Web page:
10 Ways to Think Your Way into Self-Sabotage

In my previous post, I mentioned that self-sabotage was one of the main ways executives lose personal power and influence.  And yet, many don’t see themselves doing it because it can be so extremely subtle.

There are many ways we unintentionally lose power and confidence and stay stuck in comfort zones and old patterns. Then we wonder why we’re not making the progress we should, or we get passed over for promotions.

Here are 10 errors in thinking that set us up for self-sabotaging decisions and actions. Do you recognize yourself engaging in any of them?

  1. Resting on laurels (positive thinking to avoid risk-taking)
  2. Negative thoughts (“not-good-enough” thinking)
  3. Silence (not speaking up at all)
  4. Freezing (not taking, or delaying, action)
  5. Making excuses (no time, no resources)
  6. Blaming others instead of accepting responsibility
  7. Not trying or risking (staying in one’s comfort zone)
  8. Focusing on the small picture (i.e., to-do lists), while avoiding big-picture thinking
  9. Focusing on feelings instead of facts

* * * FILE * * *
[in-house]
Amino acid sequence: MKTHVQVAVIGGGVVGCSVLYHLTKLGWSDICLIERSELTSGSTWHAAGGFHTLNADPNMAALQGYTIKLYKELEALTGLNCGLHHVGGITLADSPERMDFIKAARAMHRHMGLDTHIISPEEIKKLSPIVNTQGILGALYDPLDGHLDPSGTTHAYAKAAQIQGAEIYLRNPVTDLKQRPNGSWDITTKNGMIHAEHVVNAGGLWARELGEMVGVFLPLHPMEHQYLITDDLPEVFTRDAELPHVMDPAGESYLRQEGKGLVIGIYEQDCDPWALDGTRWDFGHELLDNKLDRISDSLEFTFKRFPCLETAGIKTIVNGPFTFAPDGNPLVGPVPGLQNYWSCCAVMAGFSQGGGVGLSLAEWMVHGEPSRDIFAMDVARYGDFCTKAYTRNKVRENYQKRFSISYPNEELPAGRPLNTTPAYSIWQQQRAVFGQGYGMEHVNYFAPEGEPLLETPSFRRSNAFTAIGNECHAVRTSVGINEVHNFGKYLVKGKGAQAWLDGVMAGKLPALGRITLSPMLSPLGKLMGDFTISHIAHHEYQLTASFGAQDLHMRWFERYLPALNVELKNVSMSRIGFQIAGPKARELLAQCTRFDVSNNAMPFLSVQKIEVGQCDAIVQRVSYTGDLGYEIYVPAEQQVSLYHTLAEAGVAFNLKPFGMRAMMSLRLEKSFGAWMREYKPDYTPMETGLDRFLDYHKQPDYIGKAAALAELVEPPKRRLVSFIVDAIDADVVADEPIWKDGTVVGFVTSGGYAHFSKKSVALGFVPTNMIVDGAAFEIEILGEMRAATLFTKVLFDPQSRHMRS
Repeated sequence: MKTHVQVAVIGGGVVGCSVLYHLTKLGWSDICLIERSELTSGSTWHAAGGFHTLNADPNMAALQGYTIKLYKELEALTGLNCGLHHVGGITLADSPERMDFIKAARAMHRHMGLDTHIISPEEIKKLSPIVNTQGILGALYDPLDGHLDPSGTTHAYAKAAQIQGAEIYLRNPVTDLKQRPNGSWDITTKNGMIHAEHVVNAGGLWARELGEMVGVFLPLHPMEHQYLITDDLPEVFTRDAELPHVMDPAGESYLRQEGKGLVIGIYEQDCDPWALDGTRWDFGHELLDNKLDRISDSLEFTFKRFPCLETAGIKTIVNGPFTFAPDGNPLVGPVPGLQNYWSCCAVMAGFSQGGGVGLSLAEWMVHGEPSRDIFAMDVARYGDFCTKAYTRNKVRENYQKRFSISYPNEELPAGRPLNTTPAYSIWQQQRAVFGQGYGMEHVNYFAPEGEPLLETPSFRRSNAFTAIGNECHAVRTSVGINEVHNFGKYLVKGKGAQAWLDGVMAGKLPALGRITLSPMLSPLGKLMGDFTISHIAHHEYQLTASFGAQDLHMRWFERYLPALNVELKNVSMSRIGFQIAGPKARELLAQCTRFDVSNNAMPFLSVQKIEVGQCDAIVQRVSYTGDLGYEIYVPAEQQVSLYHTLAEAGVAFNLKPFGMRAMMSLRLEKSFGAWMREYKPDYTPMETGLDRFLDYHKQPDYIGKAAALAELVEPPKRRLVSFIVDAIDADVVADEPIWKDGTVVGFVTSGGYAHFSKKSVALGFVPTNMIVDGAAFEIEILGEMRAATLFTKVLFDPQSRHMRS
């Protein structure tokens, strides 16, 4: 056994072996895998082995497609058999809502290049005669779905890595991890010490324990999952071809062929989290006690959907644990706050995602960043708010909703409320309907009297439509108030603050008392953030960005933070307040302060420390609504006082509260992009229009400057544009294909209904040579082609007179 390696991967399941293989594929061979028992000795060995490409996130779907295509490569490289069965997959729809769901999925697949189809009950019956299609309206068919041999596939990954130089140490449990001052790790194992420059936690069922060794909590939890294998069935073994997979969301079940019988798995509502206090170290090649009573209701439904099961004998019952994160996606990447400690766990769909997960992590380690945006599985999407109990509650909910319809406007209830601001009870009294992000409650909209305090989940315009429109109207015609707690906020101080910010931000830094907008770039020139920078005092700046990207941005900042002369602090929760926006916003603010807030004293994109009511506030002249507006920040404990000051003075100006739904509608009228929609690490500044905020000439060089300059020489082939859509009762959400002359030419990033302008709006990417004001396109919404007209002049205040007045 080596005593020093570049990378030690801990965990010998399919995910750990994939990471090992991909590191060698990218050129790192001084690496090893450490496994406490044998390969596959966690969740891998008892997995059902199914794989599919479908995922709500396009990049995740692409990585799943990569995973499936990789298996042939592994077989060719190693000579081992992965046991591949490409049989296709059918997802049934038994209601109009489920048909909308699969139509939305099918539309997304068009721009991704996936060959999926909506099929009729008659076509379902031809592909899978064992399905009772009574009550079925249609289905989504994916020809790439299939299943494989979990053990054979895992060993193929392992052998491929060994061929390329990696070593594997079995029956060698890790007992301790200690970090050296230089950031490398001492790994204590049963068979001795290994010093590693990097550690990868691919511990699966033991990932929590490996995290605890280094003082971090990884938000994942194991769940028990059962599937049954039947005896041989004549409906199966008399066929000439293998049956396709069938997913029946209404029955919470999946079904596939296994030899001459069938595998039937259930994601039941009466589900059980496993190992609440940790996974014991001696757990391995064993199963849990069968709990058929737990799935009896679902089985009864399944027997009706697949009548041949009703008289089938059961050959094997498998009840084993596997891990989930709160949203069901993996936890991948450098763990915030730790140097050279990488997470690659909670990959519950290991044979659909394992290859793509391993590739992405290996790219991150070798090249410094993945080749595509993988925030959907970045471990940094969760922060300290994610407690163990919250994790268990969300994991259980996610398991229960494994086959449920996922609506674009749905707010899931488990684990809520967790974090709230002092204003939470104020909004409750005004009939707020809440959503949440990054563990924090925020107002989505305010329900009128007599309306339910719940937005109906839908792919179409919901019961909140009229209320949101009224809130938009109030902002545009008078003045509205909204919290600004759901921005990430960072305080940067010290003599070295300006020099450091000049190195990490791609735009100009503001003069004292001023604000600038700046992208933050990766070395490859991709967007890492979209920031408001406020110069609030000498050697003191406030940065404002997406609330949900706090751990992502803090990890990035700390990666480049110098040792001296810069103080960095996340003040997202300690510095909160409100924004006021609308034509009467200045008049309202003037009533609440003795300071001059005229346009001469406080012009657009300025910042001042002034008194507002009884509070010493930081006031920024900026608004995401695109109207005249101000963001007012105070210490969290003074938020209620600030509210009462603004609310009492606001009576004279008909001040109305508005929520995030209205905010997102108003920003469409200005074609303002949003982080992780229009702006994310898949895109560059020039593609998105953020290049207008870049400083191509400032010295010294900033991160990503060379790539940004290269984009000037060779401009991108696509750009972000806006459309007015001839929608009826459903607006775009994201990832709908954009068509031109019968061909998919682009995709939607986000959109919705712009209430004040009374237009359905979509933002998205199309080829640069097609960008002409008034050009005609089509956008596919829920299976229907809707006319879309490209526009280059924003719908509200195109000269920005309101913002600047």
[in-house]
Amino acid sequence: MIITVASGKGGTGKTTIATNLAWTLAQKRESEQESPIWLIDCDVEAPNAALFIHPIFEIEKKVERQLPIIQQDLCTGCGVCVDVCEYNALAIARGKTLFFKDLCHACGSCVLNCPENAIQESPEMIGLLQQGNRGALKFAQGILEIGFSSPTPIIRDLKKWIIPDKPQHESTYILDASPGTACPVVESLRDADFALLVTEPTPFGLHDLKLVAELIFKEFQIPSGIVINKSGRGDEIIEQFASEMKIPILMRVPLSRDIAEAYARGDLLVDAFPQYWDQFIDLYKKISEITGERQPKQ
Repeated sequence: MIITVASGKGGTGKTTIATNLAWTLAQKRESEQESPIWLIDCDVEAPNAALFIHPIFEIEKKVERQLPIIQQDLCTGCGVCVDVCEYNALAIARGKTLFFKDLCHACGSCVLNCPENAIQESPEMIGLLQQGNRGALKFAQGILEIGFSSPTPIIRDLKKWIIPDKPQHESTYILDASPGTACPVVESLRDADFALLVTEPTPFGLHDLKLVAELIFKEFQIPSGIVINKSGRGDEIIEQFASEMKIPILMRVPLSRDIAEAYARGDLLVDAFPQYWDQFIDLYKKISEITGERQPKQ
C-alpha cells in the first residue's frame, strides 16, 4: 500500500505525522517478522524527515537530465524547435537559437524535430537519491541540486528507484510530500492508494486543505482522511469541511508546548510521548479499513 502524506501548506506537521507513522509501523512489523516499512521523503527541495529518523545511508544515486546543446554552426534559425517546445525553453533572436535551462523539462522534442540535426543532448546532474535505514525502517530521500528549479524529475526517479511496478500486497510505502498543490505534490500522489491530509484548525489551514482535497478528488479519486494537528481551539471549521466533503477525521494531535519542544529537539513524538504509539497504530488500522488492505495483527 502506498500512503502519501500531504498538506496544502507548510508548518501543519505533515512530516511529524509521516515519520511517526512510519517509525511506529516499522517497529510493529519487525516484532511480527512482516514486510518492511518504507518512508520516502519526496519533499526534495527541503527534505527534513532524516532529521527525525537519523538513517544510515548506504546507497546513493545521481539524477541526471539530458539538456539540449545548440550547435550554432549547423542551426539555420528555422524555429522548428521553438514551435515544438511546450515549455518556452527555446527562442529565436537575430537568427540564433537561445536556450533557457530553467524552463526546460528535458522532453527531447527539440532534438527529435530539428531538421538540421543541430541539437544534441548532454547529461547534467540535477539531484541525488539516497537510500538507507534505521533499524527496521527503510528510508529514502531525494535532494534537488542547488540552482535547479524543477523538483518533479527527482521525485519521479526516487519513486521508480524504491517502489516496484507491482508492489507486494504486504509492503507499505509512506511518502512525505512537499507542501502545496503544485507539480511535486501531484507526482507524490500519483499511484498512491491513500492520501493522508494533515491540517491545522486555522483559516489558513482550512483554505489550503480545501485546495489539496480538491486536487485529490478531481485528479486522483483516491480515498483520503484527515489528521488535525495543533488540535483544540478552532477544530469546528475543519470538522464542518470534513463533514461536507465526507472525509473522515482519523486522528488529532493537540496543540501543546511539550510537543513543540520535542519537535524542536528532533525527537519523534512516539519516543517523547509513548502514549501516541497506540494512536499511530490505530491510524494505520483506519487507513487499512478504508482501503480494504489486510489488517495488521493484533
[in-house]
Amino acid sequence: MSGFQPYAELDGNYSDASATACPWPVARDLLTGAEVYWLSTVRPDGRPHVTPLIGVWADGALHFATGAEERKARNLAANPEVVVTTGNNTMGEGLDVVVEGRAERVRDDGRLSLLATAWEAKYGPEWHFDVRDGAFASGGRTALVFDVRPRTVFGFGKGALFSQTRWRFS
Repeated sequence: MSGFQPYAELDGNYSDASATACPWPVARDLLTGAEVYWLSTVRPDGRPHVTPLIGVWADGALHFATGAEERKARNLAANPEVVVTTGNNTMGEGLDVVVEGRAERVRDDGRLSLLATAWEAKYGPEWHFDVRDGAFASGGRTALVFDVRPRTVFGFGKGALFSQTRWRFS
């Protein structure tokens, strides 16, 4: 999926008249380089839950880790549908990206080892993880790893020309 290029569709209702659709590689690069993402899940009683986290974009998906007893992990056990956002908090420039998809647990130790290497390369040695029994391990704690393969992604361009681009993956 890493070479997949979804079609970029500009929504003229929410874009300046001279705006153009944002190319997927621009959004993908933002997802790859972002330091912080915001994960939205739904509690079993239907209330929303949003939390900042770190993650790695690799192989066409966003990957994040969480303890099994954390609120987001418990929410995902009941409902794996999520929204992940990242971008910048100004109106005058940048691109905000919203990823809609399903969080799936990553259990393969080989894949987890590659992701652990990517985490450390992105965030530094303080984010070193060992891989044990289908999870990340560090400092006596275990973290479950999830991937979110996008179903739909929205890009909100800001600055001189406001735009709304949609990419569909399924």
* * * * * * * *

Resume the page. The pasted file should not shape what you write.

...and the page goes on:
10. Allowing distractions to derail purposeful pursuits

In the work I do coaching some pretty smart and successful executives, one of the most common forms of self-handicapping is #1, resting on one’s laurels. And why not? It’s energizing and powerfully positive to remind yourself of your success.

The problem is that it shields you from taking risks and going outside of your comfort zone. But if you continue doing what you’ve always done, you won’t make the kind of successful results needed to achieve stretch goals and promotions.

As a wise person has said, what got you here, won’t necessarily get you there. Instead, remind yourself that you can do better. Because you can. We can always do a little better each time we reach and stretch.

Got questions about this? Give me a call (316-634-2328), or leave your comment here.


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